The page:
With the chances for legislative approval of Mayor Bloomberg's congestion pricing proposal looking dim, Governor Spitzer and lawmakers are weighing a compromise that would fall short of the mayor's expectations but ensure that New York does not forfeit hundreds of millions of dollars in federal transportation funds, legislative sources said.
Mr. Spitzer and lawmakers are trying to determine if it is possible to satisfy the requirements of an anti-traffic grant program without signing off on the city's federal grant application that proposed charging daytime motorists a fee for driving into the busiest parts of Manhattan.
Sources say Mr. Spitzer, seeking to end a streak of Albany gridlock and strife, is pushing for full-blown approval of congestion pricing and is hoping to tack other big-ticket items on his agenda, including passage of a bill that would scale back the state's Wicks Law, a costly public construction mandate, and passage of an all-crimes DNA database.
Mr. Spitzer is also indicating to legislative leaders that he would grant them their first salary increase in more than nine years if they backed those items, and that he is no longer requiring that they approve his proposal to tighten campaign finance rules in order to win his approval for more pay.
With time running out to assure transportation officials that the state intends to implement the mayor's congestion pricing program, Mr. Spitzer and lawmakers are also weighing an alternative plan that would allow them to qualify for an estimated $500 million in federal funds without actually authorizing the city to implement congestion pricing.
Yesterday, the speaker of the state Assembly, Sheldon Silver, who has been critical of the mayor's plan, met separately with Mr. Spitzer and the Republican Senate majority leader, Joseph Bruno.
Despite their recent war of words, Messrs. Bruno and Spitzer are both supportive of the congestion pricing plan, which would charge motorists $8 to drive into Manhattan below 86th Street on weekdays and $4 to drive within the Manhattan charge zone.
The only holdout has been Mr. Silver, many of whose members representing districts outside Manhattan view congestion pricing as an unfair burden on middle-class commuters.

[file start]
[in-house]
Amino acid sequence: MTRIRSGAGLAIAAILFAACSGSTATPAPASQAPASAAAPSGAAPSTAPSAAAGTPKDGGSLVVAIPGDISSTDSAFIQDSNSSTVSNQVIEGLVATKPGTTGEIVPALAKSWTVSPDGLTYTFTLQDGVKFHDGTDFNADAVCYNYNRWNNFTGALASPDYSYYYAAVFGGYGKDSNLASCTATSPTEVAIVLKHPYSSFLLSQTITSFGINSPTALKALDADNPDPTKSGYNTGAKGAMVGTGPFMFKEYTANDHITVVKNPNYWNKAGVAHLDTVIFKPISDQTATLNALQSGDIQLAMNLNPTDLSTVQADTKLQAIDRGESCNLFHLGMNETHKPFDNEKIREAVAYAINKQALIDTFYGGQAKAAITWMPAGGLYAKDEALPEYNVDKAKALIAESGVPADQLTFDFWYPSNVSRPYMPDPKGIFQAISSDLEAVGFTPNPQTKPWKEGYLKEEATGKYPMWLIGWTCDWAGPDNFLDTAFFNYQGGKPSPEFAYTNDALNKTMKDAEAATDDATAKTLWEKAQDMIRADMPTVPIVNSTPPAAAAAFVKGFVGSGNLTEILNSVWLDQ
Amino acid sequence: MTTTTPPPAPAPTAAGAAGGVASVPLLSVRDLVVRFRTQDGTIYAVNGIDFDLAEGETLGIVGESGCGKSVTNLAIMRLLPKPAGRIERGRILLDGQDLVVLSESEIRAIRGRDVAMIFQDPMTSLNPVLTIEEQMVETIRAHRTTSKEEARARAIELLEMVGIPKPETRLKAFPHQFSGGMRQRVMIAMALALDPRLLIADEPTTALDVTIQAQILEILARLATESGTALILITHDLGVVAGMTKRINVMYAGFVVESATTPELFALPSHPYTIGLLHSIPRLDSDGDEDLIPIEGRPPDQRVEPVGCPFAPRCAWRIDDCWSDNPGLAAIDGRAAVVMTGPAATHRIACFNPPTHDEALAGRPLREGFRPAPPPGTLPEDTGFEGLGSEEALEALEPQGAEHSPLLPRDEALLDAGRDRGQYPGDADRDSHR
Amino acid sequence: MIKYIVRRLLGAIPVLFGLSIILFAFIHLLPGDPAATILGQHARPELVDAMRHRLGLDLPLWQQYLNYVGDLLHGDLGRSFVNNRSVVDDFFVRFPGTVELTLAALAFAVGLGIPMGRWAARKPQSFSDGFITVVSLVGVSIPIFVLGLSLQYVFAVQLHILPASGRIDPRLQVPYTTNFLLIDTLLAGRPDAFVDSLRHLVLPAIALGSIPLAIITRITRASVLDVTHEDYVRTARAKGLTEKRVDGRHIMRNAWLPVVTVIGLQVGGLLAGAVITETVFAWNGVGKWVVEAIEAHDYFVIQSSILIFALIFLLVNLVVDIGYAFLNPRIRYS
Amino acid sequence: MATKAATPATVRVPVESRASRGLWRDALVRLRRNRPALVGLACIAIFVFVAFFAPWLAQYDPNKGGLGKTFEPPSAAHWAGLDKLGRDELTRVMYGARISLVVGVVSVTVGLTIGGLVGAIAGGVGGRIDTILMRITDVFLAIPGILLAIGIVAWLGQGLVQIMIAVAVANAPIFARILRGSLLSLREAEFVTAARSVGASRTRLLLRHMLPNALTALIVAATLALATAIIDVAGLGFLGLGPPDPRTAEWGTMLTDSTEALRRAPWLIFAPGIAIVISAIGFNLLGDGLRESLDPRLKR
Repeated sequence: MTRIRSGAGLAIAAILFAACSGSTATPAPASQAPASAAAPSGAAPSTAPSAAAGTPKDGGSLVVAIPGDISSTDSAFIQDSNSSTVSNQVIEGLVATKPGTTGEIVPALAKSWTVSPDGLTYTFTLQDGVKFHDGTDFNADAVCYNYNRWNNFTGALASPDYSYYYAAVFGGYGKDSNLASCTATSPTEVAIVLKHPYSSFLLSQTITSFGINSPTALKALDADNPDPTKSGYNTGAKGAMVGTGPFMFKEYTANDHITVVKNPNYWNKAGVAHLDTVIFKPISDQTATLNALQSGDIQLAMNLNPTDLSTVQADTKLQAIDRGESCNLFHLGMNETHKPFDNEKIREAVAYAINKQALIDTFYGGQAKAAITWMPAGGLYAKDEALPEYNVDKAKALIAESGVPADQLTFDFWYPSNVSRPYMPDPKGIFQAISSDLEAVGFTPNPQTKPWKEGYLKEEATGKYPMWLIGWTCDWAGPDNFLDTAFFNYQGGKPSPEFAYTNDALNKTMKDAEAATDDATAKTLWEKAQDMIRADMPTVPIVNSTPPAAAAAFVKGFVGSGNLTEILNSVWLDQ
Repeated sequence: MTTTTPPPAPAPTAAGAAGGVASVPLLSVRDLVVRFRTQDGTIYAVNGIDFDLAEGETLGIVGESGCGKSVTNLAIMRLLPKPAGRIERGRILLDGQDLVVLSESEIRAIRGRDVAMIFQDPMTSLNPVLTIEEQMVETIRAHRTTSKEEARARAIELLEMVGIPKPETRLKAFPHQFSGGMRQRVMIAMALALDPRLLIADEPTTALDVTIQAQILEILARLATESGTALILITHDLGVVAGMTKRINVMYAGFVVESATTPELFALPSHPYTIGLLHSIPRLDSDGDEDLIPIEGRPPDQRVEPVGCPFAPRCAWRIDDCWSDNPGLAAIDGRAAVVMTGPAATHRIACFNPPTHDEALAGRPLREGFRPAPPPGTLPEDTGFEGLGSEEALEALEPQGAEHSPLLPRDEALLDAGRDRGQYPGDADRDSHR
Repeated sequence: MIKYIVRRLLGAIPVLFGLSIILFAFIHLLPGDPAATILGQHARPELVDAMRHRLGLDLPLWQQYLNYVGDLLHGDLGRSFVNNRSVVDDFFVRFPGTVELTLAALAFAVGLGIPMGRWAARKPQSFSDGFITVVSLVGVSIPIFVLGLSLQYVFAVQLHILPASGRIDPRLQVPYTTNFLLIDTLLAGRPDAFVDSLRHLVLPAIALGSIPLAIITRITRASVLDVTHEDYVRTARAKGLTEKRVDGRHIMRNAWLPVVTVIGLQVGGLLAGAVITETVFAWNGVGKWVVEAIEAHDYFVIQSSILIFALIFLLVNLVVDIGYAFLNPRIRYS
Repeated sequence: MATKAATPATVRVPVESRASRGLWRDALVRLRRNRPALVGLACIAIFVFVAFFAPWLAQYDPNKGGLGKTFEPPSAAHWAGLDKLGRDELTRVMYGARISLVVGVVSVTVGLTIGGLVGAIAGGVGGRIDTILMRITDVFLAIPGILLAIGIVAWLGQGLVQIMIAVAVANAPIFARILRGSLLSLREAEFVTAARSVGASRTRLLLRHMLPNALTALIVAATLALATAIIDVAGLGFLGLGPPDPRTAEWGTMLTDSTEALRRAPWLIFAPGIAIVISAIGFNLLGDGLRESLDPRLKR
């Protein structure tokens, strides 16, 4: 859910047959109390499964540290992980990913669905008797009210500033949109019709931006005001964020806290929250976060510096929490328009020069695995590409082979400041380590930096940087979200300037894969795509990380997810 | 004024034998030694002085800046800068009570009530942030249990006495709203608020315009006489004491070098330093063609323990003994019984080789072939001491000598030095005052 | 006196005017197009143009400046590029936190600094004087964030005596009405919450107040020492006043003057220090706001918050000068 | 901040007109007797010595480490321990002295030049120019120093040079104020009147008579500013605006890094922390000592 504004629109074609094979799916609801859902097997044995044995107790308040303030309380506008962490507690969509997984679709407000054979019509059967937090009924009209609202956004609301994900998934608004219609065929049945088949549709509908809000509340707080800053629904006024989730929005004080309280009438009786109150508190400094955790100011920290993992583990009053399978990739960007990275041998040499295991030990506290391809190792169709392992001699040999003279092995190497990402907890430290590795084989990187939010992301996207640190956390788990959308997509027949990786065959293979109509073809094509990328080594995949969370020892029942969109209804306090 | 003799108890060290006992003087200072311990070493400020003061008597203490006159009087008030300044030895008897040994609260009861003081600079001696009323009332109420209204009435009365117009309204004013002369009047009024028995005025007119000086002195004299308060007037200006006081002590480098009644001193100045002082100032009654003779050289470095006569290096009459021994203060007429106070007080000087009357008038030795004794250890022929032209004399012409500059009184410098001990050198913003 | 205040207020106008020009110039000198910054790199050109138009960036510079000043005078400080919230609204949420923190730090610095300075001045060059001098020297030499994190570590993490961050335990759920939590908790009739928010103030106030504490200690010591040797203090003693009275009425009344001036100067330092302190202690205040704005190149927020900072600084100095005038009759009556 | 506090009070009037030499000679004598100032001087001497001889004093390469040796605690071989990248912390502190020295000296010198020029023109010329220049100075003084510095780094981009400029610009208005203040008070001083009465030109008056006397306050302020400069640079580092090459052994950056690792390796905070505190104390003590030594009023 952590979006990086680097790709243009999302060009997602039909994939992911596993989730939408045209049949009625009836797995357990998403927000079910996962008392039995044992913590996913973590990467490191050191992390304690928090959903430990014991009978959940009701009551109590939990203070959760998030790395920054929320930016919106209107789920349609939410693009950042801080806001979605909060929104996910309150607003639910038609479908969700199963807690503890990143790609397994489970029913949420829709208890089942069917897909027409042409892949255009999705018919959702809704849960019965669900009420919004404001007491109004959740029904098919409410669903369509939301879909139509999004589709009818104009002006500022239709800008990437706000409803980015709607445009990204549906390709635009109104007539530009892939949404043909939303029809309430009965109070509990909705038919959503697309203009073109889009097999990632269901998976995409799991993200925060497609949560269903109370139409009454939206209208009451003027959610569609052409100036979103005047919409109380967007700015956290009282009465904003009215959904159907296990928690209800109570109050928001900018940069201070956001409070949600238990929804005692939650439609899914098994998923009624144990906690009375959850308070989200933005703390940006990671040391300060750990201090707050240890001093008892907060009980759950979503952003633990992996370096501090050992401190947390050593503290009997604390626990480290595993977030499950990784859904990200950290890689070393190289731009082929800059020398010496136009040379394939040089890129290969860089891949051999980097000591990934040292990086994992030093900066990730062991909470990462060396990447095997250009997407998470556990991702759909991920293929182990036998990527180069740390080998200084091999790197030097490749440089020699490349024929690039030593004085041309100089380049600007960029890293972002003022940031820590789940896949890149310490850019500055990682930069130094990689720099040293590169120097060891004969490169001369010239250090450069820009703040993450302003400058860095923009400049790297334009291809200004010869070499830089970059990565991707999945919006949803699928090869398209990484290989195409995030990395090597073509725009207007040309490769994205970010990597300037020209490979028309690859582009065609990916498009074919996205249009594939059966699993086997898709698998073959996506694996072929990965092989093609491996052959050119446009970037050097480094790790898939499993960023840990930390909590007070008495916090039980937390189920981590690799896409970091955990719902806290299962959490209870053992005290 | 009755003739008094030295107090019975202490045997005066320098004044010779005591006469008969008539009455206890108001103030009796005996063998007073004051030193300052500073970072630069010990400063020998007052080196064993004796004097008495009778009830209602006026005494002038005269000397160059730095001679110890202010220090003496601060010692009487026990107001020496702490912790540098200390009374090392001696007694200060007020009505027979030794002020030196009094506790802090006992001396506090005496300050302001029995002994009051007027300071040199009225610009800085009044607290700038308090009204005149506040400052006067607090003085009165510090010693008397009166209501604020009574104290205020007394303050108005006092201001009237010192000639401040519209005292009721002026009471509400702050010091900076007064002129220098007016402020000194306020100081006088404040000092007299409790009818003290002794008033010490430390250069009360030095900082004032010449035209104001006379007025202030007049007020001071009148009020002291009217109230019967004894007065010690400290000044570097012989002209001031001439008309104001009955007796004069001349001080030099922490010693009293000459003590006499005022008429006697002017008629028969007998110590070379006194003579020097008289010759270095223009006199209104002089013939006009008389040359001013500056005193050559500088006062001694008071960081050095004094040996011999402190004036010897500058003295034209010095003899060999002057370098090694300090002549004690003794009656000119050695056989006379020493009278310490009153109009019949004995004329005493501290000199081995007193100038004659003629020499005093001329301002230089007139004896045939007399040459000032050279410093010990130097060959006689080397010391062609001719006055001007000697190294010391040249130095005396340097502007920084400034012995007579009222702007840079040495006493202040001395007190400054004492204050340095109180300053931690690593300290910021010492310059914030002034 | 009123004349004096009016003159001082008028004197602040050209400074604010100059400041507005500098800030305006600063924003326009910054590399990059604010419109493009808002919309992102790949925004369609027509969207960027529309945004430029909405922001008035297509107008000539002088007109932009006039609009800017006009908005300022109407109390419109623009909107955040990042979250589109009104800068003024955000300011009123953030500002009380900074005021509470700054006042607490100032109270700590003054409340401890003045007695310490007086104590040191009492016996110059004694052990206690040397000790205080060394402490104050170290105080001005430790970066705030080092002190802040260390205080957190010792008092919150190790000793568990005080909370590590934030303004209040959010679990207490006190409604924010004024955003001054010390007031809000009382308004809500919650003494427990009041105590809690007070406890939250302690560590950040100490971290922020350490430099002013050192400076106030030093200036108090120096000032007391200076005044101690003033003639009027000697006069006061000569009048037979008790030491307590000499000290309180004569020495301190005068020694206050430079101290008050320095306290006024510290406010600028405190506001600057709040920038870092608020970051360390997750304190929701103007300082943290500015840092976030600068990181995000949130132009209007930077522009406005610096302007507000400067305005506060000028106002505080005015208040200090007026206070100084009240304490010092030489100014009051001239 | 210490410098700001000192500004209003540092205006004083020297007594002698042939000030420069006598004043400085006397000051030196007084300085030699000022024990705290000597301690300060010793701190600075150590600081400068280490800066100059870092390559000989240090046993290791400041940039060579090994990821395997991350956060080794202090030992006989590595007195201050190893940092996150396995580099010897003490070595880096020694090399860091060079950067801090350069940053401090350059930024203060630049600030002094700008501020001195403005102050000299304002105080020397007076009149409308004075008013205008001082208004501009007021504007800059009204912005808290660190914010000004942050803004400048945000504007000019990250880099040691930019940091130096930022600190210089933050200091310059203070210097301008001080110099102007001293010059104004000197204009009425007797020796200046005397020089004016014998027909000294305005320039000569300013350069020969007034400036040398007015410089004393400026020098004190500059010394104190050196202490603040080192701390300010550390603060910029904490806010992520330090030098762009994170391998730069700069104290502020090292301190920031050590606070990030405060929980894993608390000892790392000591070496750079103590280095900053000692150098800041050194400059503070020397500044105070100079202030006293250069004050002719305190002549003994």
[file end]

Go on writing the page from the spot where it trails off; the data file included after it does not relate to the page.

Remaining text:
Mr. Bloomberg is aiming for lawmakers to approve the plan during a special session set for Monday, the day federal officials have set as a deadline for authorizing congestion pricing in order to qualify for transportation funds.
Albany leaders are hoping that passing a resolution expressing support for congestion pricing, without actually giving the city a go-ahead, would be enough to allow New York to remain in the running for a share of the $1.2 billion that the Transportation Department intends to distribute to five cities around the nation.
"I think he is at least amenable to legislation that would enable the city to proceed with a grant application to the federal government," Richard Gottfried, a Democratic assemblyman who represents the West Side of Manhattan, said of Mr. Silver.
"I think the question is: Is there some piece of legislation that could satisfy the federal government?" Mr. Gottfried said.
Messrs. Bloomberg and Bruno met with federal transportation officials in Washington yesterday to make a last-minute appeal for the plan.
Mr. Bloomberg told reporters that Monday's deadline is "a hard and fast date." A spokesman for the agency, Brian Turmail, said the deadline would not be moved and said the agency would refuse to accept anything less than full approval from the Legislature.
Also yesterday, supporters of Mr. Bloomberg's congestion pricing plan drew attention to Board of Election records showing that Assemblyman Richard Brodsky, a Democrat of Westchester who has been a vocal critic of the proposal, has received at least $16,700 in political contributions from parking garage owners and associations, which have lobbied against the proposed road-use fees.
Mr. Brodsky said the group was trying to divert attention from a report he recently released claiming that low- and middle-income drivers would pay most of the congestion fees.